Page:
In an effort to ensure pharmacology students are well versed in the area of medical marijuana, the University of Maryland School of Pharmacy plans to offer a course on the subject.
According to a report from the Baltimore Sun, the school joins a handful of institutions of higher learning willing to bring students up to speed on the science and legality of one of the fastest growing industries in the United States.
Pharmacy professor Magaly Rodriguez de Bittner, who serves as the executive director of the school's Center for Innovative Pharmacy Solutions, says the goal of the program is to guarantee that students who plan on involving themselves in medical marijuana therapy are “trained in best practices to do it safely and effectively.”
"We wanted to be there as a resource," she said.
The 30-hour certification program, which was designed in partnership with the national marijuana advocacy group Americans for Safe Access, will be made available online for around $750.
Although the university cannot legally endorse the use of marijuana, Rodriguez de Bittner told the Sun that the school understands the importance of providing its future graduates with all of the tools they will need to advise patients on many facets of medicine.
Despite the fact that marijuana is now legal for medicinal purposes in more than half the nation, it is not common for universities to get involved with anything associated with the herb.
Since the federal government still considers marijuana an illegal drug, any policy connected to the substance could cause the school to lose funding. Although there was not much of a of this when Obama was still in office, now that President Trump has lined Washington D.C with a legion of anti-drug politicians, the potential for problems has increased by exponential proportions.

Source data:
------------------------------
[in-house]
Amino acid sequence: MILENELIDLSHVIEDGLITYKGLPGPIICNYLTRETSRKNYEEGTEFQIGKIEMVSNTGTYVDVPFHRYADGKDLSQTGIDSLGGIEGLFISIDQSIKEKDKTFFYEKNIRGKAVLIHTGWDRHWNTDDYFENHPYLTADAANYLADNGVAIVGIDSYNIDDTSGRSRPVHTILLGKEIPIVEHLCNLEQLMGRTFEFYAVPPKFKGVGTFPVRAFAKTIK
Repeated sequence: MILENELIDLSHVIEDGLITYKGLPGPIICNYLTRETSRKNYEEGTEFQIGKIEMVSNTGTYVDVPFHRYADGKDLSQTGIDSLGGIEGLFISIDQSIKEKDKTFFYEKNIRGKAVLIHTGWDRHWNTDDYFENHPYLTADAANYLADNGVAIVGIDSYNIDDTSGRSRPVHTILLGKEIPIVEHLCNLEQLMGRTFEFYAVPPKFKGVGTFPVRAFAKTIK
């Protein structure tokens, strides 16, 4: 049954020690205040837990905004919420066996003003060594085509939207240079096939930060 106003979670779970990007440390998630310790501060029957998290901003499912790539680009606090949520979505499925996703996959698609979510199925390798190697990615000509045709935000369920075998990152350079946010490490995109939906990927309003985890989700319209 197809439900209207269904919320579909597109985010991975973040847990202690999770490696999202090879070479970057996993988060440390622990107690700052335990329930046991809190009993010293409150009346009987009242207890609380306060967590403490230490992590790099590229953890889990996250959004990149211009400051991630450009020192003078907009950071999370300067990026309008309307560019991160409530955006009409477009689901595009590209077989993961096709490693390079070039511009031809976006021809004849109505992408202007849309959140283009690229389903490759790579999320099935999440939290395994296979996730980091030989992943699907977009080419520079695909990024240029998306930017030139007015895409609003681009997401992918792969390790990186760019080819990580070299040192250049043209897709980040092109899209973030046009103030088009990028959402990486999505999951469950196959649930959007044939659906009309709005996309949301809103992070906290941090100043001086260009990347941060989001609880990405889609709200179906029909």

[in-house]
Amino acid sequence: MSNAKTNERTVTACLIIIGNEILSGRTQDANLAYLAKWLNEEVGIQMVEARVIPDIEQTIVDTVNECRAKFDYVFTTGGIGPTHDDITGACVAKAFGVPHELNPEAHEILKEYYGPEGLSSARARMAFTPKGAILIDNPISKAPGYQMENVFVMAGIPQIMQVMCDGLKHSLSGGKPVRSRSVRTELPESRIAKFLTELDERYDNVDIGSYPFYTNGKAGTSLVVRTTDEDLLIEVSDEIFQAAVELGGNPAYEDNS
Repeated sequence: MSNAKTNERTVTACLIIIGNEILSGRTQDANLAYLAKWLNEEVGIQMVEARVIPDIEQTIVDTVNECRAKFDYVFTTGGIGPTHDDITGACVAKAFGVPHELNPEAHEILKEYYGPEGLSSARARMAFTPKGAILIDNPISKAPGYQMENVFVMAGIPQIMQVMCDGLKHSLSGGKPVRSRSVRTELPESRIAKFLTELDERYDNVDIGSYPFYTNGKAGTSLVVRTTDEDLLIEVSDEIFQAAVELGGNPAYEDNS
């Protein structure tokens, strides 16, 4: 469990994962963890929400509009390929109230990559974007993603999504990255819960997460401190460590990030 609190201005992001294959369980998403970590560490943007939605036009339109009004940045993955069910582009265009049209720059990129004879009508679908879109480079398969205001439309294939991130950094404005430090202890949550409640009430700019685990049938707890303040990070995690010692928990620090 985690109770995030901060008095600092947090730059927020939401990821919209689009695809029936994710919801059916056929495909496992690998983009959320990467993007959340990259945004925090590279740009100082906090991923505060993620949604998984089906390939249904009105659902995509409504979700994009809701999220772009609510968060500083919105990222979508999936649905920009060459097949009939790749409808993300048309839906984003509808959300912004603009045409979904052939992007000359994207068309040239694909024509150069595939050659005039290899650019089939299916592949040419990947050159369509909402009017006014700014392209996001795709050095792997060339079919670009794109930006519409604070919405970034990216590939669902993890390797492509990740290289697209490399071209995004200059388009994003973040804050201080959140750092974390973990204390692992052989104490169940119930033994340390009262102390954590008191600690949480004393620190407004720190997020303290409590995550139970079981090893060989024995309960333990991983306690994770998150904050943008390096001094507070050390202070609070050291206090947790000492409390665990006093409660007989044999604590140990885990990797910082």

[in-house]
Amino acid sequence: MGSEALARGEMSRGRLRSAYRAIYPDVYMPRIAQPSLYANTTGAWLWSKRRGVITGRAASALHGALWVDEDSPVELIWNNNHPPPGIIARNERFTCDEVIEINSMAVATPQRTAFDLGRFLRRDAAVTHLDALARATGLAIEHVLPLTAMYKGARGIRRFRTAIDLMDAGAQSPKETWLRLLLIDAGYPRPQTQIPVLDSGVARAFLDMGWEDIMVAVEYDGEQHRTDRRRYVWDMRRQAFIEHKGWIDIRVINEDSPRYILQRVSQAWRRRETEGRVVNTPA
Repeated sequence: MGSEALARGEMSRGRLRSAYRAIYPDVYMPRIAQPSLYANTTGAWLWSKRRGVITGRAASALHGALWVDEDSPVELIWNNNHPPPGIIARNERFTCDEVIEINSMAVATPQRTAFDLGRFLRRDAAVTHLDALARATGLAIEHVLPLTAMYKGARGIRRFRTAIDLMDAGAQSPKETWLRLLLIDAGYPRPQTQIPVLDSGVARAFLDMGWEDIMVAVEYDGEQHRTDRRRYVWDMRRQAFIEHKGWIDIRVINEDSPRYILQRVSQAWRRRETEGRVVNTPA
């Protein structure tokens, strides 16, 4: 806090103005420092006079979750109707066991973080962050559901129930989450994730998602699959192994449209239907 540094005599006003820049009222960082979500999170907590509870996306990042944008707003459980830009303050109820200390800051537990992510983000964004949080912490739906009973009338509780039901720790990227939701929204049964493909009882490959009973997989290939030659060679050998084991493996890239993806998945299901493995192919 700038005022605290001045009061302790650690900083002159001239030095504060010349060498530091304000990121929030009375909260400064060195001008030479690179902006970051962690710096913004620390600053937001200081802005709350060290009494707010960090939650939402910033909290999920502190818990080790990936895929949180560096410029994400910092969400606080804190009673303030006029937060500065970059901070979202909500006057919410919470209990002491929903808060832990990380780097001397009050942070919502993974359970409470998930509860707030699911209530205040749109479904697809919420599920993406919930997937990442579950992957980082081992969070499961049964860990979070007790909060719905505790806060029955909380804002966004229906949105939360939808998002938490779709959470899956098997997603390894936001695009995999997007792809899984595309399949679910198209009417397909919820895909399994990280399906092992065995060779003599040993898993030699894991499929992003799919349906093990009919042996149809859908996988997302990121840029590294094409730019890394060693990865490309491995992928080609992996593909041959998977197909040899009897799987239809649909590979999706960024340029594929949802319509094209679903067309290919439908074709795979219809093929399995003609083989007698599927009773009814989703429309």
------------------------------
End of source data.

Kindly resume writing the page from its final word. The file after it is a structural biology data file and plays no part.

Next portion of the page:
There is hope that, someday, medical marijuana will take the place of dangerous medications, and some research shows that patients are already using fewer opioids in states that have medical marijuana laws in place.
However, the latest statistics from the Centers of Disease Control and Prevention indicates that doctors are still prescribing too many painkillers. It is a situation that “is driving our problem with drug overdoses and drug overdose deaths in the country,” Anne Schuchat, acting director at the CDC, told National Public Radio.
Without a doubt, the national opioid epidemic could certainly benefit from pharmacists with medical marijuana expertise. But until the federal government lifts some of the restrictions on the herb, it is going to be up to schools like the University of Maryland to see that our young medicine men and women are fully prepared when national policy finally catches up.